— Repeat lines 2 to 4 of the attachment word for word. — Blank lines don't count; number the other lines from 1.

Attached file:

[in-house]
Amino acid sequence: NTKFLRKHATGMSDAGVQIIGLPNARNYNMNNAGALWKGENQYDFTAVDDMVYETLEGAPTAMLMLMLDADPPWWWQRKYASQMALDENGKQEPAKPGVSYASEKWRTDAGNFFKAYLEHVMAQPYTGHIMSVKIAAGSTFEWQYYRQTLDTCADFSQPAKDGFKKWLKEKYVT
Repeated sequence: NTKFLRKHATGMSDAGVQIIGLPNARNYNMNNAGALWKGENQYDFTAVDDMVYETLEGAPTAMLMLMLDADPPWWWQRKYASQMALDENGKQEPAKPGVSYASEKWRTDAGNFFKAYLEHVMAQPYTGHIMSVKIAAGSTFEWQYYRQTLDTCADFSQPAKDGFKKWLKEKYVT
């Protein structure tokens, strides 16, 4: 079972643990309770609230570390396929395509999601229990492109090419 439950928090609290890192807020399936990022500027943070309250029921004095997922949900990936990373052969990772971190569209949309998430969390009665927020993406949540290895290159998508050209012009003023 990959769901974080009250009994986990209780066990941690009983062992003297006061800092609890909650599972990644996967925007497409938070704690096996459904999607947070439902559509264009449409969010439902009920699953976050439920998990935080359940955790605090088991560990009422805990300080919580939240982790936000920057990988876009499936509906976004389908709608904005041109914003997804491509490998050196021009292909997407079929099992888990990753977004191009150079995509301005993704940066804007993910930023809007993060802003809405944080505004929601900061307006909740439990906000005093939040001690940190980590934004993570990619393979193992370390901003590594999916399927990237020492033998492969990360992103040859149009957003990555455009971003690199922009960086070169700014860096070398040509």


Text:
Amino acid sequence: NTKFLRKHATGMSDAGVQIIGLPNARNYNMNNAGALWKGENQYDFTAVDDMVYETLEGAPTAMLMLMLDADPPWWWQRKYASQMALDENGKQEPAKPGVSYASEKWRTDAGNFFKAYLEHVMAQPYTGHIMSVKIAAGSTFEWQYYRQTLDTCADFSQPAKDGFKKWLKEKYVT
Repeated sequence: NTKFLRKHATGMSDAGVQIIGLPNARNYNMNNAGALWKGENQYDFTAVDDMVYETLEGAPTAMLMLMLDADPPWWWQRKYASQMALDENGKQEPAKPGVSYASEKWRTDAGNFFKAYLEHVMAQPYTGHIMSVKIAAGSTFEWQYYRQTLDTCADFSQPAKDGFKKWLKEKYVT
């Protein structure tokens, strides 16, 4: 079972643990309770609230570390396929395509999601229990492109090419 439950928090609290890192807020399936990022500027943070309250029921004095997922949900990936990373052969990772971190569209949309998430969390009665927020993406949540290895290159998508050209012009003023 990959769901974080009250009994986990209780066990941690009983062992003297006061800092609890909650599972990644996967925007497409938070704690096996459904999607947070439902559509264009449409969010439902009920699953976050439920998990935080359940955790605090088991560990009422805990300080919580939240982790936000920057990988876009499936509906976004389908709608904005041109914003997804491509490998050196021009292909997407079929099992888990990753977004191009150079995509301005993704940066804007993910930023809007993060802003809405944080505004929601900061307006909740439990906000005093939040001690940190980590934004993570990619393979193992370390901003590594999916399927990237020492033998492969990360992103040859149009957003990555455009971003690199922009960086070169700014860096070398040509």